December 15, 2012

Down, Down, to Goblin Town!

With the U.S. release of The Hobbit movie this weekend, how could I not focus on Hobbit-related content?  And what better place to do so than Goblin Town?  Ho, ho, my lad!

I have been re-reading The Hobbit in anticipation of the movie, and numerous times I have been struck with how well LOTRO incorporates descriptions from that book, such as Thorin's party making their way toward Rivendell.  My very first time I tried to find Rivendell, attempting a run on a much-too-small Hunter, I encountered my first real "roadless road" and got horribly lost as soon as I crossed the Bruinen.  And it took me several journeys before I finally grasped the way; the pathless, steep and wild slopes heading higher and higher into the mountains are dead on.  Sure, it seems clear enough now, but I was constantly getting lost at first!

The Black Crack
They did a fantastic job with Goblin Town, filling it with references to The Hobbit that are great fun for fans to encounter.  And of course we will get to see even more with Update 9 this Monday.

As it is now, it's a formidable place for toons in the upper 40's-50's, and can be a tedious maze even for level 85's who can otherwise pass unmolested.  It is also the perfect place to farm Rivendell reputation drops as well as pick up some interesting armour and shields with unique appearances.  Be sure to empty your bags before you go!  I have taken a few toons through to finish all of the quests and deeds now, and use a fantastic map I found on the LOTRO Vault website.

If we prepare properly for our trip to Goblin Town, we get to pick up some quests from old friends from The Hobbit before we leave.  We get to talk to Gloin and Dwalin before heading out.  Bilbo certainly has some special requests for us to take care of on his behalf.  One of his tasks starts a deed where we get to collect the buttons he lost while squeezing through a doorway to escape from Gollum and Goblin Town, which I have always thought to be one of the most charming connections to The Hobbit. "It was still ajar, but a goblin had pushed it nearly to.  Bilbo struggled but he could not move it.  He tried to squeeze through the crack.  He squeezed and squeezed, and he stuck!  It was awful.  His buttons had got wedged on the edge of the door and the door-post.... He gave a terrific squirm.  Buttons burst off in all directions.  He was through, with a torn coat and waistcoat, leaping down the steps like a goat, while bewildered goblins were still picking up his nice brass buttons on the doorstep."

Ever wonder what happened to the other surviving Dwarves from Thorin's expedition?  Wouldn't it be wonderful to encounter them at some point as well?  We were able to play as the doomed Ori during the session play "We Cannot Get Out."  We also got to encounter Dori briefly at a few points in LOTRO.  We know that Bifur, who survived the Battle of Five Armies and supposedly stayed in Erebor, is dad to our Bosi and granddad to Bori of LOTRO Moria fame.  And of course we see an ale called Bombur's Beard.  I wonder if any of the other survivors will be found in the new Erebor instances/raids that are slated to be released in the spring?  Several of them supposedly stuck around that area after the Battle of the Five Armies.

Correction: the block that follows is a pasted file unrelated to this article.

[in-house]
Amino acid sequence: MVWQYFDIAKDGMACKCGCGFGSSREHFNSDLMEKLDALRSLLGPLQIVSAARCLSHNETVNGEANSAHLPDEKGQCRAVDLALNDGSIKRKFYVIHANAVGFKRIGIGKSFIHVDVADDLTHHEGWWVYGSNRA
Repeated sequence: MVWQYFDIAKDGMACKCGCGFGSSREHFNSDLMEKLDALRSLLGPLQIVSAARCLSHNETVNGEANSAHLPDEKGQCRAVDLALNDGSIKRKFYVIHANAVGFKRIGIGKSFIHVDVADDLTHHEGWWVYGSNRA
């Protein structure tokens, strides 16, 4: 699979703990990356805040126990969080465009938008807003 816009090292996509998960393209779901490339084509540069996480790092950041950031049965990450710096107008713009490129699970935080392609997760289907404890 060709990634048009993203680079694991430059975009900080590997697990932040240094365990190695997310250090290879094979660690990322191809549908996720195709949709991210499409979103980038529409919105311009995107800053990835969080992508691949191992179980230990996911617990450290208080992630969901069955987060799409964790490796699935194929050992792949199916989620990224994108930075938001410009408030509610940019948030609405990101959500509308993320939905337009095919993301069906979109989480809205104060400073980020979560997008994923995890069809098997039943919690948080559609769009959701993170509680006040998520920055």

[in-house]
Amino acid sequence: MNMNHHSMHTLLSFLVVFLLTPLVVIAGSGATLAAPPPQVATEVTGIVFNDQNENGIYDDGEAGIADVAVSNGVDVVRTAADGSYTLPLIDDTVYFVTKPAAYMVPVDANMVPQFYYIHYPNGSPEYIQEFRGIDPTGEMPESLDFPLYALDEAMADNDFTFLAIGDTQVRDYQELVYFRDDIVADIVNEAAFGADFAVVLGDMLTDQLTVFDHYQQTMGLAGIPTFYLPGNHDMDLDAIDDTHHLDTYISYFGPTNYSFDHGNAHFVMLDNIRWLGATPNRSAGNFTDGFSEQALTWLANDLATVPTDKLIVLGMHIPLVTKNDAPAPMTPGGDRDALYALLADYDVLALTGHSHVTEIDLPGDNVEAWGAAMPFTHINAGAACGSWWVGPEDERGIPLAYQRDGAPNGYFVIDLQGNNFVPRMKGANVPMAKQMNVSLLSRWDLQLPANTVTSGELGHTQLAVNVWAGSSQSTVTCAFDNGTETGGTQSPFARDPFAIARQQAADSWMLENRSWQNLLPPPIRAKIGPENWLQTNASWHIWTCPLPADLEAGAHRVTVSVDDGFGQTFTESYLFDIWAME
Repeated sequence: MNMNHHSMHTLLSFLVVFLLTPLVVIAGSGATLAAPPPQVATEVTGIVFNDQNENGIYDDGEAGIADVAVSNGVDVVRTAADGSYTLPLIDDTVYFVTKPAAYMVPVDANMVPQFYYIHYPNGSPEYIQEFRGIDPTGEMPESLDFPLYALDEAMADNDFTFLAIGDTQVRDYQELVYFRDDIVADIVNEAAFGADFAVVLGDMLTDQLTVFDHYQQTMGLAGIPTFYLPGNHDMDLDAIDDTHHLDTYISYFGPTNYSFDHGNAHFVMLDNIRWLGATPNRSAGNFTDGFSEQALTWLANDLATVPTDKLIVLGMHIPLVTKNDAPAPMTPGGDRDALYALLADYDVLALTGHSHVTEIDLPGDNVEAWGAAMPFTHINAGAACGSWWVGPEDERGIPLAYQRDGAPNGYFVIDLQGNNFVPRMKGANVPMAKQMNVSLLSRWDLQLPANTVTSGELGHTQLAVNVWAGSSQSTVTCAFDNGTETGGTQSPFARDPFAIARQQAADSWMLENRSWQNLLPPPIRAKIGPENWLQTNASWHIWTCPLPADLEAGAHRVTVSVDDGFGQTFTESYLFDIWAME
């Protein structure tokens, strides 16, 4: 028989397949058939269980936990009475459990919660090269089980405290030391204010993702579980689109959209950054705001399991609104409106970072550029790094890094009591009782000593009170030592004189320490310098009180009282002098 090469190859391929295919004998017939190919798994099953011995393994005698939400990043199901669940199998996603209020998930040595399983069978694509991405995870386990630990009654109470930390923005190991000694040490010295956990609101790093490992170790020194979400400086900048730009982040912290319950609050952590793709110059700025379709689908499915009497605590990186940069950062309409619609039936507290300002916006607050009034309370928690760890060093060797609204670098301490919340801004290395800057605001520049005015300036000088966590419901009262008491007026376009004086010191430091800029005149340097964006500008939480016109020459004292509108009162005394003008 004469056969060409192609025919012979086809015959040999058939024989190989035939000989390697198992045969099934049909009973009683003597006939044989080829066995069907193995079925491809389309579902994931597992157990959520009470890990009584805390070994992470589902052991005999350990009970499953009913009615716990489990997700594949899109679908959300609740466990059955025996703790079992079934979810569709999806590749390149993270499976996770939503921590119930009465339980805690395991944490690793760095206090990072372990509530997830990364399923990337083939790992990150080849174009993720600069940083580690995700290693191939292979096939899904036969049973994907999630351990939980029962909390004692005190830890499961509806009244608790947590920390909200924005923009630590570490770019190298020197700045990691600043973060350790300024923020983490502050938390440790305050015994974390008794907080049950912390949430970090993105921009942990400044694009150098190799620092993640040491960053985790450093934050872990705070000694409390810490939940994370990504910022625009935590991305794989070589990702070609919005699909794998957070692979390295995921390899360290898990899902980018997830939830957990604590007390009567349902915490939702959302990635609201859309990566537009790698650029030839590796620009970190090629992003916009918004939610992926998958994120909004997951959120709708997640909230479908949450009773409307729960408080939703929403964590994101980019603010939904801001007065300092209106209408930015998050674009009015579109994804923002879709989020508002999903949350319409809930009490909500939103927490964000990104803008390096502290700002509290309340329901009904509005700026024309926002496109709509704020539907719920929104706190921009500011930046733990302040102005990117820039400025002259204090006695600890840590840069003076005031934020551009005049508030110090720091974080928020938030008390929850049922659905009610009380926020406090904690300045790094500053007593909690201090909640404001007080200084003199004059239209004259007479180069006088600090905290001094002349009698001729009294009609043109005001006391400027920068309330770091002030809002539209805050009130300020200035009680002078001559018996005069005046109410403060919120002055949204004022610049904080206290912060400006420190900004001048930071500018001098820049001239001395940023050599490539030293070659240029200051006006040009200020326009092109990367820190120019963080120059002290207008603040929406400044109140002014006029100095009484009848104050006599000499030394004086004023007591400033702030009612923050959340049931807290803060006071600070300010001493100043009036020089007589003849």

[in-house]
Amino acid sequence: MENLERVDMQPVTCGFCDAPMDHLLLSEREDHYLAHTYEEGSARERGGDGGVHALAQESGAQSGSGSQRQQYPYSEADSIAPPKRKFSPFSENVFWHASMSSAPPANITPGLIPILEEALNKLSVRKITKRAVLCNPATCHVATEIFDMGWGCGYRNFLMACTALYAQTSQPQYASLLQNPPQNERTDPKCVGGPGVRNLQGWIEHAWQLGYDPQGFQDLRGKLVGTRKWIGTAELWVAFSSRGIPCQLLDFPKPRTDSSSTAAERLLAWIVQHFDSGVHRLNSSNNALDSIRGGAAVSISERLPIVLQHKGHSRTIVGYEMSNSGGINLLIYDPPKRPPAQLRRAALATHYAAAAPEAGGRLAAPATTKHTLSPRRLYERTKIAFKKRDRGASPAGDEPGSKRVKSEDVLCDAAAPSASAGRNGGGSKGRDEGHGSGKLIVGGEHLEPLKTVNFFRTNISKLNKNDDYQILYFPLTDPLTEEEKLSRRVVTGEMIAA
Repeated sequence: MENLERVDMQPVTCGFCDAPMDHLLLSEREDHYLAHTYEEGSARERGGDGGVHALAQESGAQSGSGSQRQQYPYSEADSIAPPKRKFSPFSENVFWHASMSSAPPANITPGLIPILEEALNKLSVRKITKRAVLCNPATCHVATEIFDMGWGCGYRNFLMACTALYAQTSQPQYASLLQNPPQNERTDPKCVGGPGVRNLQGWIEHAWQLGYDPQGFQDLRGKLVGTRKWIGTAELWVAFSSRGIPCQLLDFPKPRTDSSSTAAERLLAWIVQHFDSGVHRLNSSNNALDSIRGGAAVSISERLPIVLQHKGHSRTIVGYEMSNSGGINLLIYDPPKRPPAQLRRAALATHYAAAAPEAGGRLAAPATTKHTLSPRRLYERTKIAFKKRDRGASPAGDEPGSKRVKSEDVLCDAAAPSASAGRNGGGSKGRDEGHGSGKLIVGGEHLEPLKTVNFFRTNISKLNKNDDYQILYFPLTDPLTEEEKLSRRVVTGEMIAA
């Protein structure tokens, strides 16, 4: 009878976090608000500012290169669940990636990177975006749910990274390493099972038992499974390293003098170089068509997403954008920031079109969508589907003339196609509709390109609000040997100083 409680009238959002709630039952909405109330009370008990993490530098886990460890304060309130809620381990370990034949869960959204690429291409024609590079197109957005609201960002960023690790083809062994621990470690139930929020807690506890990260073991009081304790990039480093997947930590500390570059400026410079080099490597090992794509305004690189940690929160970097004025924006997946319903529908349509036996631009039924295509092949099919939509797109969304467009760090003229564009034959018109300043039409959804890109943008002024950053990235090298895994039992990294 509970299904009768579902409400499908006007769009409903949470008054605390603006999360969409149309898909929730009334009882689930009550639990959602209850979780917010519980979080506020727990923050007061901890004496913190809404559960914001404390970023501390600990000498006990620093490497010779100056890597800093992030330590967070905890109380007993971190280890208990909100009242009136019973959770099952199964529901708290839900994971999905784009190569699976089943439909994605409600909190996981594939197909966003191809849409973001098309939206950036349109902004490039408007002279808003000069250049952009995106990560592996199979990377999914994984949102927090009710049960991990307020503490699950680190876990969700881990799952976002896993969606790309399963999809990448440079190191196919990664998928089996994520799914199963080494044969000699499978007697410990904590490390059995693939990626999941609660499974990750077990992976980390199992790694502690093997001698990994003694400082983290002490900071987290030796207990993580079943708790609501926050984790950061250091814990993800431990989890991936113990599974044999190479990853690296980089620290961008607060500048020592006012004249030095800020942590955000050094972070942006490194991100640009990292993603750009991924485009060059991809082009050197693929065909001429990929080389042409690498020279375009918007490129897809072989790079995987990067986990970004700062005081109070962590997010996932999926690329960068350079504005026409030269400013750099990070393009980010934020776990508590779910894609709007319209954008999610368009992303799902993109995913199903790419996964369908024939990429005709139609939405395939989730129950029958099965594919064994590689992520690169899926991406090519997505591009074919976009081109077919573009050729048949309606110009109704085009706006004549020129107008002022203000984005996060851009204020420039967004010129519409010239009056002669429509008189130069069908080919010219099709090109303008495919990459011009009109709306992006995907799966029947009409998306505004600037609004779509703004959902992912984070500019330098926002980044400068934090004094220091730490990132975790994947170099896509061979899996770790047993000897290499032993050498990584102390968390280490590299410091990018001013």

At any rate, back to Goblin Town!  Most know there are two routes in:  One through the Mountain's Throat and one through the more hidden Black Crack.  As the book states, "That, of course, is the dangerous part about caves: you don't now how far they go back, sometimes, or where a passage behind may lead to, or what is waiting for you inside."  Indeed.

Once inside we discover that Goblin Town is, naturally, again filled with Goblins.  There's a new Great Goblin in charge, with terrible posture.  And these Goblins and their friends have not forgotten how Thorin and company killed their prior Great Goblin, gave them the slip, and then trounced them during the Battle of Five Armies.

Out of the frying pan and into the fire.
Deep inside Goblin Town can be found some wonderful cave art created by the goblins.  One picture commemorates a particularly frustrating moment for them, after the Dwarves, Bilbo and Gandalf had escaped and climbed up trees to escape them and the local Wargs.  We see a wonderful image of the company being rescued from the burning trees by the Eagles, cheating the Goblins and Wargs out of nice crispy fried Dwarf.

Further down the long, winding passages of Goblin Town, we encounter an image that shows us what Goblin nightmares might look like.  We of course know him as Gollum, or Sméagol.  To the Goblins, it was the hideous creature who lurked in the darkness, unseen, but preyed upon them as yummy snacks now and then.  I'd have nightmares, too.

One other piece of cave art has always puzzled me, and I have studied it several times trying to figure out exactly what it represents.  It is the image of what appears to be a large number of Goblins or Orcs battling Dwarves.  A particularly large Goblin, wearing what could be a crown, is shown dual-wielding two swords or daggers and stabbing a Dwarf.  The image appears to show what could be interpreted as rock formations, or the inside of a cave, and looks as if the Goblins are streaming out toward the Dwarves, who are running outside into a wooded area.  There seems to be a bit of fire going on inside as well.  When I first saw this art, I wasn't paying close attention, and thought it represented the Great Goblin attacking Thorin's party.  But on further inspection during subsequent visits to Goblin Town, I realized there are far more than 13 Dwarves represented here, and no Wizard or Hobbit, so I'm quite certain that isn't what it is meant to represent.